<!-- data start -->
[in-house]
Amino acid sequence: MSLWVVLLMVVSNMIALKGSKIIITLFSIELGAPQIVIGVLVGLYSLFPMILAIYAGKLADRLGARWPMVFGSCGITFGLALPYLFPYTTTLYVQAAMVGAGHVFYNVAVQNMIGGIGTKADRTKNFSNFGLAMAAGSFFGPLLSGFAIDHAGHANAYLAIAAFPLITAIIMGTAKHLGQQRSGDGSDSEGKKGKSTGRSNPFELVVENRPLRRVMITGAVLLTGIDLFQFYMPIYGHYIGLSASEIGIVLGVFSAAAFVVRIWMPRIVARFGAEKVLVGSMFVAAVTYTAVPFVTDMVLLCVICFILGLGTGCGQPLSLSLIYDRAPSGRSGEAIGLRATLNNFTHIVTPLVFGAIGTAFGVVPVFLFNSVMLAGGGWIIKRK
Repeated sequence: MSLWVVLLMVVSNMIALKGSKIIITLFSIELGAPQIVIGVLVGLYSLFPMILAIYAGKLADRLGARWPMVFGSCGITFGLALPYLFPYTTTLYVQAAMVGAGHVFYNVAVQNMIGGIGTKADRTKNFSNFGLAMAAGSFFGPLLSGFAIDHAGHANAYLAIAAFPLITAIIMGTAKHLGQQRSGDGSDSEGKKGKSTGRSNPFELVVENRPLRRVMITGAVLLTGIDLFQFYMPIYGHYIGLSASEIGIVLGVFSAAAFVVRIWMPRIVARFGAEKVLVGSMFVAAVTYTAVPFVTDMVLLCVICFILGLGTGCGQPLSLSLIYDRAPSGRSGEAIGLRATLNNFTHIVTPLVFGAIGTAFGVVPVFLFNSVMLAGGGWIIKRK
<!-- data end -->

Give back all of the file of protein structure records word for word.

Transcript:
[in-house]
Amino acid sequence: MSLWVVLLMVVSNMIALKGSKIIITLFSIELGAPQIVIGVLVGLYSLFPMILAIYAGKLADRLGARWPMVFGSCGITFGLALPYLFPYTTTLYVQAAMVGAGHVFYNVAVQNMIGGIGTKADRTKNFSNFGLAMAAGSFFGPLLSGFAIDHAGHANAYLAIAAFPLITAIIMGTAKHLGQQRSGDGSDSEGKKGKSTGRSNPFELVVENRPLRRVMITGAVLLTGIDLFQFYMPIYGHYIGLSASEIGIVLGVFSAAAFVVRIWMPRIVARFGAEKVLVGSMFVAAVTYTAVPFVTDMVLLCVICFILGLGTGCGQPLSLSLIYDRAPSGRSGEAIGLRATLNNFTHIVTPLVFGAIGTAFGVVPVFLFNSVMLAGGGWIIKRK
Repeated sequence: MSLWVVLLMVVSNMIALKGSKIIITLFSIELGAPQIVIGVLVGLYSLFPMILAIYAGKLADRLGARWPMVFGSCGITFGLALPYLFPYTTTLYVQAAMVGAGHVFYNVAVQNMIGGIGTKADRTKNFSNFGLAMAAGSFFGPLLSGFAIDHAGHANAYLAIAAFPLITAIIMGTAKHLGQQRSGDGSDSEGKKGKSTGRSNPFELVVENRPLRRVMITGAVLLTGIDLFQFYMPIYGHYIGLSASEIGIVLGVFSAAAFVVRIWMPRIVARFGAEKVLVGSMFVAAVTYTAVPFVTDMVLLCVICFILGLGTGCGQPLSLSLIYDRAPSGRSGEAIGLRATLNNFTHIVTPLVFGAIGTAFGVVPVFLFNSVMLAGGGWIIKRK